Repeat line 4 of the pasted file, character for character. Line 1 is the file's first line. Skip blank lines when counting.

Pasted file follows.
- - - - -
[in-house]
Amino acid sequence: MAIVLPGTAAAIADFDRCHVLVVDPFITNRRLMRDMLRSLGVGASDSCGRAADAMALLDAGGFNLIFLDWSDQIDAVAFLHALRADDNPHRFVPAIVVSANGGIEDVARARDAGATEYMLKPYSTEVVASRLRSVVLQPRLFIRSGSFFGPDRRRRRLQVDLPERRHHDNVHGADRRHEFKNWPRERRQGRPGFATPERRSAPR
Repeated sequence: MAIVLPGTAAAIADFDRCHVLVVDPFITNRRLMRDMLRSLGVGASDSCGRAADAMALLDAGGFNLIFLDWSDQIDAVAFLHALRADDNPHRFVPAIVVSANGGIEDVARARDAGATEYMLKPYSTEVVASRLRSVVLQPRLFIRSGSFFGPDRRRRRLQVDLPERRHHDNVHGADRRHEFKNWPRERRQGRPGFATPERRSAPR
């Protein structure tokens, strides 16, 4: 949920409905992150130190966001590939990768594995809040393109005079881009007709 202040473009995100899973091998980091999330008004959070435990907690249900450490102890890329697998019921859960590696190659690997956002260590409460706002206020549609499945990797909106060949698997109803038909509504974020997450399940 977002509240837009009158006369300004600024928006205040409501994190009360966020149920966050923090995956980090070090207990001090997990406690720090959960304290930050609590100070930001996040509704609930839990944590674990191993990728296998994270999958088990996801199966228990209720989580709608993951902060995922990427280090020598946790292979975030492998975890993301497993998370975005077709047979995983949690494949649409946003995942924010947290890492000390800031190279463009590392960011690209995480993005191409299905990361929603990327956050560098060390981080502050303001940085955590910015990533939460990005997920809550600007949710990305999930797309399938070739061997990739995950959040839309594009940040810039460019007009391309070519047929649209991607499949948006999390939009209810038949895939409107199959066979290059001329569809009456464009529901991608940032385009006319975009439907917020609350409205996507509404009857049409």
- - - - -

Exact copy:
């Protein structure tokens, strides 16, 4: 949920409905992150130190966001590939990768594995809040393109005079881009007709 202040473009995100899973091998980091999330008004959070435990907690249900450490102890890329697998019921859960590696190659690997956002260590409460706002206020549609499945990797909106060949698997109803038909509504974020997450399940 977002509240837009009158006369300004600024928006205040409501994190009360966020149920966050923090995956980090070090207990001090997990406690720090959960304290930050609590100070930001996040509704609930839990944590674990191993990728296998994270999958088990996801199966228990209720989580709608993951902060995922990427280090020598946790292979975030492998975890993301497993998370975005077709047979995983949690494949649409946003995942924010947290890492000390800031190279463009590392960011690209995480993005191409299905990361929603990327956050560098060390981080502050303001940085955590910015990533939460990005997920809550600007949710990305999930797309399938070739061997990739995950959040839309594009940040810039460019007009391309070519047929649209991607499949948006999390939009209810038949895939409107199959066979290059001329569809009456464009529901991608940032385009006319975009439907917020609350409205996507509404009857049409």